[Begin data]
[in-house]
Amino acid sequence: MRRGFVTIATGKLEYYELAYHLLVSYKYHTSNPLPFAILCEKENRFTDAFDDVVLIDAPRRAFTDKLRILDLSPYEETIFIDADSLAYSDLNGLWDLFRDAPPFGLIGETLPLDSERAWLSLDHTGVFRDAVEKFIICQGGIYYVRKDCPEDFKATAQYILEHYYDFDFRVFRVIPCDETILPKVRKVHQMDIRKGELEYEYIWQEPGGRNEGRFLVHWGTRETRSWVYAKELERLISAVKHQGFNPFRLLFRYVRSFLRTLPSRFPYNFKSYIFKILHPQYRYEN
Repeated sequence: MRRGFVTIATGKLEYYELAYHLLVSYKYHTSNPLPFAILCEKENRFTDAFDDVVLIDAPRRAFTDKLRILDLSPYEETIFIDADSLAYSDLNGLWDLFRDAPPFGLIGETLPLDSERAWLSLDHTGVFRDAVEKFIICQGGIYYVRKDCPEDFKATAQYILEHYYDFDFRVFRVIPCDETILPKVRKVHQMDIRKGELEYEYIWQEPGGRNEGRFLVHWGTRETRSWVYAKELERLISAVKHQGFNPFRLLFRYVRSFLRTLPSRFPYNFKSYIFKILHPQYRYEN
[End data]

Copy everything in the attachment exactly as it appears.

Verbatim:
[in-house]
Amino acid sequence: MRRGFVTIATGKLEYYELAYHLLVSYKYHTSNPLPFAILCEKENRFTDAFDDVVLIDAPRRAFTDKLRILDLSPYEETIFIDADSLAYSDLNGLWDLFRDAPPFGLIGETLPLDSERAWLSLDHTGVFRDAVEKFIICQGGIYYVRKDCPEDFKATAQYILEHYYDFDFRVFRVIPCDETILPKVRKVHQMDIRKGELEYEYIWQEPGGRNEGRFLVHWGTRETRSWVYAKELERLISAVKHQGFNPFRLLFRYVRSFLRTLPSRFPYNFKSYIFKILHPQYRYEN
Repeated sequence: MRRGFVTIATGKLEYYELAYHLLVSYKYHTSNPLPFAILCEKENRFTDAFDDVVLIDAPRRAFTDKLRILDLSPYEETIFIDADSLAYSDLNGLWDLFRDAPPFGLIGETLPLDSERAWLSLDHTGVFRDAVEKFIICQGGIYYVRKDCPEDFKATAQYILEHYYDFDFRVFRVIPCDETILPKVRKVHQMDIRKGELEYEYIWQEPGGRNEGRFLVHWGTRETRSWVYAKELERLISAVKHQGFNPFRLLFRYVRSFLRTLPSRFPYNFKSYIFKILHPQYRYEN